That's four other movies in the last five years that had extremely similar scenes in extremely similar locations. So, yes, Genisys' big Golden Gate fight scene is totally fine - but who cares? You've seen it before. 

Now, a normal mortal would probably have found Terminator Genisys to be dispiriting; this is the sort of unasked-for unnecessary sequel that regularly crushes weak-willed viewers. But I'm no mere mortal and I refuse to bow down before bad blockbusters. And fortunately I have the skill set necessary to alchemize an underwhelming movie like this into something enjoyable. So while your average viewer was wasting their time trying to figure out how all of the multiple contradictory potential timelines interacted with each other, or making futile attempts at empathizing with these cardboard characters, I was making up a more interesting film in my own mind.

For example, in Terminator 2 Arnold Schwarzenegger's T-800 robot comes from the future to save Sarah Connor when she is a full grown woman, but in Genisys he goes back farther in time and saves her when she's 9 years old. He's called "Pops" in this movie because he basically raised her - which is an interesting premise that this film just uses as a set-up for a few forgettable one-liner quips. But what if Genisys had really explored their relationship? What would it be like to grow up with a killer robot as a father figure?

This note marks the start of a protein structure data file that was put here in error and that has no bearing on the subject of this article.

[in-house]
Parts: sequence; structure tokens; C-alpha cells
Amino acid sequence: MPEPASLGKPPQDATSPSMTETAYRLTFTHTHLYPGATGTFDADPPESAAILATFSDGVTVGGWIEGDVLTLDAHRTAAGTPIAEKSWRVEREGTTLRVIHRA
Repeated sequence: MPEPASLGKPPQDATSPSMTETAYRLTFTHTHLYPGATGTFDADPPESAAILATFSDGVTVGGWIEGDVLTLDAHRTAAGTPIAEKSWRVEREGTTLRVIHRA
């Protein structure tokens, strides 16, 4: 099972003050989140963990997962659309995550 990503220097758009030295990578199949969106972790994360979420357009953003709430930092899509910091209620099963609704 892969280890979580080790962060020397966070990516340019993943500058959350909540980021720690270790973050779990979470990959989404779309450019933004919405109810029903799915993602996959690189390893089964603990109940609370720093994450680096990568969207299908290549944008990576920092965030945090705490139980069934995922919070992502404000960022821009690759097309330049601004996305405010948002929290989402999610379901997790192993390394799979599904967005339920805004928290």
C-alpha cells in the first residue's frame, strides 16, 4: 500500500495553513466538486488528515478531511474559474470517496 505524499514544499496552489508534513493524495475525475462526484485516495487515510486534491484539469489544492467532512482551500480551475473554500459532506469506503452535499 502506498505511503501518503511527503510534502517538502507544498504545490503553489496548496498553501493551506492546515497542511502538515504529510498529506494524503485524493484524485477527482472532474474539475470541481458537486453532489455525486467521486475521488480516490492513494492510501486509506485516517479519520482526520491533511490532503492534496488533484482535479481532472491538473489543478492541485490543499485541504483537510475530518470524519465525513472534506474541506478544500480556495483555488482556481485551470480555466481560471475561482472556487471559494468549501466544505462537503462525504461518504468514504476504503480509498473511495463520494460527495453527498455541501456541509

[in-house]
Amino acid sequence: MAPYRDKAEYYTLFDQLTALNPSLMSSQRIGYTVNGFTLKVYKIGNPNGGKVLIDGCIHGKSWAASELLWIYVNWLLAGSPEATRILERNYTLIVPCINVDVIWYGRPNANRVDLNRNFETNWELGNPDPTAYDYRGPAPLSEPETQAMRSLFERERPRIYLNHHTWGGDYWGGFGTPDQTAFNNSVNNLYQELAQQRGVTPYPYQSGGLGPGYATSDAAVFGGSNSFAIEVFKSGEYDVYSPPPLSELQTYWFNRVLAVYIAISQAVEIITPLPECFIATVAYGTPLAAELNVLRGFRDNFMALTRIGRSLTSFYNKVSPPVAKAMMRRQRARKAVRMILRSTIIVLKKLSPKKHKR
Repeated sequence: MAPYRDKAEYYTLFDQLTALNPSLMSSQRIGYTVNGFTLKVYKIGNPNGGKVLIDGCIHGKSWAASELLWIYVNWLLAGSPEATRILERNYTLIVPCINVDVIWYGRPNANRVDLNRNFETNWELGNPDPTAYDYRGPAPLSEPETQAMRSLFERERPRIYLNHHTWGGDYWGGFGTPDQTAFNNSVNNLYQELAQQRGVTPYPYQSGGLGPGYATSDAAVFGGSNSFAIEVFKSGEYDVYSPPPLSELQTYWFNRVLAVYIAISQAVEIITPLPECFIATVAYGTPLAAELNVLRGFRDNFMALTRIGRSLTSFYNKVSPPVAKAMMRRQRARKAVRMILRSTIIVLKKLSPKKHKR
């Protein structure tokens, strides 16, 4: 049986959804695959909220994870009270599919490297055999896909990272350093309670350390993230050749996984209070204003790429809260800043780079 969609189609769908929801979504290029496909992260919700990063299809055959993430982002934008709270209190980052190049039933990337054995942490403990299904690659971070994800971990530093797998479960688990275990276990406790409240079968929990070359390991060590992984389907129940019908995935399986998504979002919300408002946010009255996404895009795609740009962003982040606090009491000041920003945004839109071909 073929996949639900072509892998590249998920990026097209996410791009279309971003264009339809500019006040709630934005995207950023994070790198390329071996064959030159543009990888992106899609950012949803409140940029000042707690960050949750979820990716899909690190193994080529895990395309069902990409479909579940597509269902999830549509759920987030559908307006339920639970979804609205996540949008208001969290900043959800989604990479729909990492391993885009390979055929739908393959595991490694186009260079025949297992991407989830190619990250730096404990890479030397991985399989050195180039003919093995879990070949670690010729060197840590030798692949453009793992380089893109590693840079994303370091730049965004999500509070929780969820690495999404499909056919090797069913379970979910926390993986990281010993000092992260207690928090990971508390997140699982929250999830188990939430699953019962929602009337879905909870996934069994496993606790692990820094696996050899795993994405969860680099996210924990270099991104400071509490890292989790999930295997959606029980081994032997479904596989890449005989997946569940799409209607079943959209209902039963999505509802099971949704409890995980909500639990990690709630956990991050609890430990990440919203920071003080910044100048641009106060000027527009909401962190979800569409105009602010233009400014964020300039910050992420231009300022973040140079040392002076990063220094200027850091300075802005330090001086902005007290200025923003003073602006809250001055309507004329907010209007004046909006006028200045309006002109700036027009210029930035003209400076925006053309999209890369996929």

In my mind this version of Terminator Genisys is a lot like one of those bad 80's sitcoms where some poor schlubby dad suddenly has to raise his kids all by himself (except way more violent.) So you'd have the episode where "Pops" has to explain puberty to poor Sarah, which of course would go poorly; there's no way that he would be able to explain menstruation to her in any sort of satisfactory way. And then he'd probably end up making it up to her by building her a mechanical puppy or by exploding some future assassins who wanted to crash her birthday party. Or there would be the episode where some bratty kid named Becky insults Sarah's outfit and then instantly regrets it after "Pops" crushes her larynx in his oversize hands...